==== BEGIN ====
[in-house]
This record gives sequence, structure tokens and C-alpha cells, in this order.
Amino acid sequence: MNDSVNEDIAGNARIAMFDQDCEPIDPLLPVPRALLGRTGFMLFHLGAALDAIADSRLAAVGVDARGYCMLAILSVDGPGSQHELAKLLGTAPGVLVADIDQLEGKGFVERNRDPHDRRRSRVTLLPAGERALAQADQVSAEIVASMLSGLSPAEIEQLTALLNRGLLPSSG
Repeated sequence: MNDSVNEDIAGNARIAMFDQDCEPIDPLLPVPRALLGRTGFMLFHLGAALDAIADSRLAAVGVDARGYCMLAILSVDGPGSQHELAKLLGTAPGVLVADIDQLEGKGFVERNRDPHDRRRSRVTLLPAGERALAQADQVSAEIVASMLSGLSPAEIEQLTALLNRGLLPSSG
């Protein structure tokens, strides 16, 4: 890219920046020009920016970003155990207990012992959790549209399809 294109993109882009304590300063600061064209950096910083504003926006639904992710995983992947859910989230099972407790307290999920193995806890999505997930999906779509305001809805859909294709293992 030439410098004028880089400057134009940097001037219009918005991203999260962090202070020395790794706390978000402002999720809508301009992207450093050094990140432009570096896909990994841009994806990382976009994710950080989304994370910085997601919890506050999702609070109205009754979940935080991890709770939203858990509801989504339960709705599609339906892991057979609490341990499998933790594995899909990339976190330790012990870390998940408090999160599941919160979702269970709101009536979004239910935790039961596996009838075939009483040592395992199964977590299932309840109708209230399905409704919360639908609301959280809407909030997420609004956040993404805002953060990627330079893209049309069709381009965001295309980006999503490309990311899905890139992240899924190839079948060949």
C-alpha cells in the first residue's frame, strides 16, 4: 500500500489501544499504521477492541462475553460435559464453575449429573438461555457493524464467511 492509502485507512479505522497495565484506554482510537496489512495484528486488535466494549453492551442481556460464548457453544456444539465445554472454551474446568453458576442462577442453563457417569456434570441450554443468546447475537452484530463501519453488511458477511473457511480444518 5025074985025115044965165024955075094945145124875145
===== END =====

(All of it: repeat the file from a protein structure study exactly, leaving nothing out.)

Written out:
[in-house]
This record gives sequence, structure tokens and C-alpha cells, in this order.
Amino acid sequence: MNDSVNEDIAGNARIAMFDQDCEPIDPLLPVPRALLGRTGFMLFHLGAALDAIADSRLAAVGVDARGYCMLAILSVDGPGSQHELAKLLGTAPGVLVADIDQLEGKGFVERNRDPHDRRRSRVTLLPAGERALAQADQVSAEIVASMLSGLSPAEIEQLTALLNRGLLPSSG
Repeated sequence: MNDSVNEDIAGNARIAMFDQDCEPIDPLLPVPRALLGRTGFMLFHLGAALDAIADSRLAAVGVDARGYCMLAILSVDGPGSQHELAKLLGTAPGVLVADIDQLEGKGFVERNRDPHDRRRSRVTLLPAGERALAQADQVSAEIVASMLSGLSPAEIEQLTALLNRGLLPSSG
């Protein structure tokens, strides 16, 4: 890219920046020009920016970003155990207990012992959790549209399809 294109993109882009304590300063600061064209950096910083504003926006639904992710995983992947859910989230099972407790307290999920193995806890999505997930999906779509305001809805859909294709293992 030439410098004028880089400057134009940097001037219009918005991203999260962090202070020395790794706390978000402002999720809508301009992207450093050094990140432009570096896909990994841009994806990382976009994710950080989304994370910085997601919890506050999702609070109205009754979940935080991890709770939203858990509801989504339960709705599609339906892991057979609490341990499998933790594995899909990339976190330790012990870390998940408090999160599941919160979702269970709101009536979004239910935790039961596996009838075939009483040592395992199964977590299932309840109708209230399905409704919360639908609301959280809407909030997420609004956040993404805002953060990627330079893209049309069709381009965001295309980006999503490309990311899905890139992240899924190839079948060949």
C-alpha cells in the first residue's frame, strides 16, 4: 500500500489501544499504521477492541462475553460435559464453575449429573438461555457493524464467511 492509502485507512479505522497495565484506554482510537496489512495484528486488535466494549453492551442481556460464548457453544456444539465445554472454551474446568453458576442462577442453563457417569456434570441450554443468546447475537452484530463501519453488511458477511473457511480444518 5025074985025115044965165024955075094945145124875145